Combine harvesters: innovation for a sustainable harvest
Bringing together hourly productivity and quality threshing is still one of the main objectives of manufacturers and the need to make harvesting more and more sustainable at the agronomic level has opened onto a significant technical evolution also for the management of crop residues and soil compaction
One of the leading objectives pursued in recent years by manufacturers in the sector of harvesting machines has been to combine such important economic-management parameters as hourly productivity and operational qualitative features able to ensure the perfect gathering and cleaning of grain for a real contribution to bringing in a physically intact product with higher quality and hygienic safeguards.
An important opening provided by electronics and sensor developments for the management of harvesters has certainly helped facilitate the drive towards this goal and these applications have also led to important technical-agronomic improvements in harvesting operations, including the management of crop residues and soil compaction.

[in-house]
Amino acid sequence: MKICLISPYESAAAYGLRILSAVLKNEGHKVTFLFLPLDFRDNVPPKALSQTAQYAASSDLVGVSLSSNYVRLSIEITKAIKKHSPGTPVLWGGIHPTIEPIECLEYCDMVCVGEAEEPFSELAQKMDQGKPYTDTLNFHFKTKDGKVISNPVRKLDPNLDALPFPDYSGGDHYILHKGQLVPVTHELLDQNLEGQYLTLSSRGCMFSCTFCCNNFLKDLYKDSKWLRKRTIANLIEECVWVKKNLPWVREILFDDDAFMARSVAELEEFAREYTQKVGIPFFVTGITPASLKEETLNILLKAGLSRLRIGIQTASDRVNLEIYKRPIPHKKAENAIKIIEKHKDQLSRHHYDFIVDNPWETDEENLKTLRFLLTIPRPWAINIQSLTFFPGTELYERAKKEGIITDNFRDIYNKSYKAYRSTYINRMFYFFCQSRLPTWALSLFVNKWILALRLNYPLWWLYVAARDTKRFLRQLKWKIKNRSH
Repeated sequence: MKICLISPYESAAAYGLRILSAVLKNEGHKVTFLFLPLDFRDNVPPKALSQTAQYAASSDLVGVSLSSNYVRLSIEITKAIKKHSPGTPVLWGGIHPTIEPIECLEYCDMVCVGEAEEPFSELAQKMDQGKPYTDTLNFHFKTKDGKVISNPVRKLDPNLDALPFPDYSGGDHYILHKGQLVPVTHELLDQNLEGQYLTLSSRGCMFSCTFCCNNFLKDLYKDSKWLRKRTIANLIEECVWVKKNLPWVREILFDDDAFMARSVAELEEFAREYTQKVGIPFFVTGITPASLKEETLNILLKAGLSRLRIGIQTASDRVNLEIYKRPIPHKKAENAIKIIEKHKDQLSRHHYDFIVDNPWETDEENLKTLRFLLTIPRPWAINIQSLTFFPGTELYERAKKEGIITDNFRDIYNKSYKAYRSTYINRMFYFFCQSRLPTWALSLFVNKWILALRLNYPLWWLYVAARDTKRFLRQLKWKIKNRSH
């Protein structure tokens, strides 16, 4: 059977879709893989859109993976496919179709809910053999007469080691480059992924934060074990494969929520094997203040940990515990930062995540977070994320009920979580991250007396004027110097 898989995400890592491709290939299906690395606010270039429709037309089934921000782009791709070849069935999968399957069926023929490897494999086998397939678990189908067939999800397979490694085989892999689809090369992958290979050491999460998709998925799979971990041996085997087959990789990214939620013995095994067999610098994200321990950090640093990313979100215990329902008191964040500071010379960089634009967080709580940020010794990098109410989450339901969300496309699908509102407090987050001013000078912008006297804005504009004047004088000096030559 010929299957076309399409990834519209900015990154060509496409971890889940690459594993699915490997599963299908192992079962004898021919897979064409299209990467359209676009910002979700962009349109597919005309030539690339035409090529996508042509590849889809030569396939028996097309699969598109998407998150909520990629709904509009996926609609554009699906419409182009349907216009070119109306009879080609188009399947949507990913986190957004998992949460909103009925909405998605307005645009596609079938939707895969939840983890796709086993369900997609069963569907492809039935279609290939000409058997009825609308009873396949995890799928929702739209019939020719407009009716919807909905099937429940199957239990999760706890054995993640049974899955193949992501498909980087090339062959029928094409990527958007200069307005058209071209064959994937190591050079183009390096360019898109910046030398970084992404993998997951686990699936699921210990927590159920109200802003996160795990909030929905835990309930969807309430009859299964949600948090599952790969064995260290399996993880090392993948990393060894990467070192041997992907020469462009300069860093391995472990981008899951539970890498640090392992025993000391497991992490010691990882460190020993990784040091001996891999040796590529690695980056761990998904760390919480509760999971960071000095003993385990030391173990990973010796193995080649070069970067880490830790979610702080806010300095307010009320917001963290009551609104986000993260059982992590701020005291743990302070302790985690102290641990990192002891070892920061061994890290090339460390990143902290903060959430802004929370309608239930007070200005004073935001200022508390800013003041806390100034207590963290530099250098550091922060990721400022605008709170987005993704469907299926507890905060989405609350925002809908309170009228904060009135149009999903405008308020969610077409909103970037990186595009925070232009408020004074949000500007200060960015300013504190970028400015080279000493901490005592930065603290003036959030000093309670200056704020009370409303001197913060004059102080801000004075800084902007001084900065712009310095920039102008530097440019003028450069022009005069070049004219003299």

Productivity and quality objectives
Sensor technology has taken on an increasingly important role in the management of operations in the sector of harvesters by enabling manual control as well as running in fully automatic mode applied to the main work parameters from time to time, beginning with the first cutting phase and on to cleaning and loading of the product. The application of sensors, especially for the most critical points of function requiring frequent regulation in relation to harvesting conditions and the product, thus allows the operator to avoid compromising hourly productivity while maintaining threshing up to a high quality standard.
As opposed to a few years ago, it is already possible to quickly regulate the cutting head and every single functional component directly from the drivers cab as well as automatically set the speed of reel rotation and the speed of the harvester's advance. Auxiliary drive sensors using DGPS (Differential Global Positioning System) signals or optical electronic sensors located on the sides of the header itself are of great importance for ensuring the flow of the product across the entire work width while facilitating a more precise registration of the harvesting parameters.